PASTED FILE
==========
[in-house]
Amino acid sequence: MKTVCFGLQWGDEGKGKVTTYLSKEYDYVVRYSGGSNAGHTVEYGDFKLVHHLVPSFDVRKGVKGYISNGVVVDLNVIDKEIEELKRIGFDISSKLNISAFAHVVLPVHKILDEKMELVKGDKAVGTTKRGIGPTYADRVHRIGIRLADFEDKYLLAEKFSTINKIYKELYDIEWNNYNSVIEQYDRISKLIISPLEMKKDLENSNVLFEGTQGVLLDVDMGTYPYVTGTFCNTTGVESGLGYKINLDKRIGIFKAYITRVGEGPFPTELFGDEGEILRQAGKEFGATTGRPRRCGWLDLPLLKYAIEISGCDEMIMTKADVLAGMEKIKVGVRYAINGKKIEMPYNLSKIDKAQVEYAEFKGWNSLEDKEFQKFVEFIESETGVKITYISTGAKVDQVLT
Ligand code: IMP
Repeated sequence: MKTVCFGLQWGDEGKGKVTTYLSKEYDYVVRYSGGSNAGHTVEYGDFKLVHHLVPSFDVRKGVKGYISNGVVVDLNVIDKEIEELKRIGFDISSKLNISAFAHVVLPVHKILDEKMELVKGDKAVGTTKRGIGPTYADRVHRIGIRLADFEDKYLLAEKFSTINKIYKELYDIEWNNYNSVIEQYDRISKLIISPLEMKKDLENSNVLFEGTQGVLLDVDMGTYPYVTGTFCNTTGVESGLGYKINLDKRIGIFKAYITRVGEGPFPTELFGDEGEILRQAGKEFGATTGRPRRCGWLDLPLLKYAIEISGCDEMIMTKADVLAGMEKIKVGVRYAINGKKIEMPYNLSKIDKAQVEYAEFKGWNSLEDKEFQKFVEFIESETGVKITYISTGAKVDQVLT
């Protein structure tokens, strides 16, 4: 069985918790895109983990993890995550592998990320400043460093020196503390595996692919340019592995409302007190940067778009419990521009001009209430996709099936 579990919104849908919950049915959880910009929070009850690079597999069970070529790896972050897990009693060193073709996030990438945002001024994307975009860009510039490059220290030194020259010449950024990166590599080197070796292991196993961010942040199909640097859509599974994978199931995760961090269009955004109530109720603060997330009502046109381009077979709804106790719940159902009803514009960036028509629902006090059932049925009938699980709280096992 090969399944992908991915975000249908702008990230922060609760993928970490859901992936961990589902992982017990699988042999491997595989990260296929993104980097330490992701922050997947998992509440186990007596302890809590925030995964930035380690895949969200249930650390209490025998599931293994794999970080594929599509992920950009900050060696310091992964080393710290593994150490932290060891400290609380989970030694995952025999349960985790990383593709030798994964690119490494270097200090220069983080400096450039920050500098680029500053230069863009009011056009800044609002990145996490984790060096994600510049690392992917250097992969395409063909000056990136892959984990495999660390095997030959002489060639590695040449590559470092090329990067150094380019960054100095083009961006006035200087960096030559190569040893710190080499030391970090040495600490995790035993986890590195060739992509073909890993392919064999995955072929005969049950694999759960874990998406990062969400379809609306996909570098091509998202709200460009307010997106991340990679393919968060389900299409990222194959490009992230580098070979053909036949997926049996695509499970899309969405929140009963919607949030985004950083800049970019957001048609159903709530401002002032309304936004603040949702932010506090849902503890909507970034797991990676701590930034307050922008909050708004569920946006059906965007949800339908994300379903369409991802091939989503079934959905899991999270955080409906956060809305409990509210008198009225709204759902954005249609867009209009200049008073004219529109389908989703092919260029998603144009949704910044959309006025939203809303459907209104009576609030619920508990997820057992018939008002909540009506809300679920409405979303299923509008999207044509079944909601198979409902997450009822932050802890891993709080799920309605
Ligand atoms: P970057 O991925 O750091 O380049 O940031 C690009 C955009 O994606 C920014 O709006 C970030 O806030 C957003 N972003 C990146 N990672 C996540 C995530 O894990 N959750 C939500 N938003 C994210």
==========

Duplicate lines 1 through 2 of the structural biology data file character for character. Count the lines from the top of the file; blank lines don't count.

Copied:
[in-house]
Amino acid sequence: MKTVCFGLQWGDEGKGKVTTYLSKEYDYVVRYSGGSNAGHTVEYGDFKLVHHLVPSFDVRKGVKGYISNGVVVDLNVIDKEIEELKRIGFDISSKLNISAFAHVVLPVHKILDEKMELVKGDKAVGTTKRGIGPTYADRVHRIGIRLADFEDKYLLAEKFSTINKIYKELYDIEWNNYNSVIEQYDRISKLIISPLEMKKDLENSNVLFEGTQGVLLDVDMGTYPYVTGTFCNTTGVESGLGYKINLDKRIGIFKAYITRVGEGPFPTELFGDEGEILRQAGKEFGATTGRPRRCGWLDLPLLKYAIEISGCDEMIMTKADVLAGMEKIKVGVRYAINGKKIEMPYNLSKIDKAQVEYAEFKGWNSLEDKEFQKFVEFIESETGVKITYISTGAKVDQVLT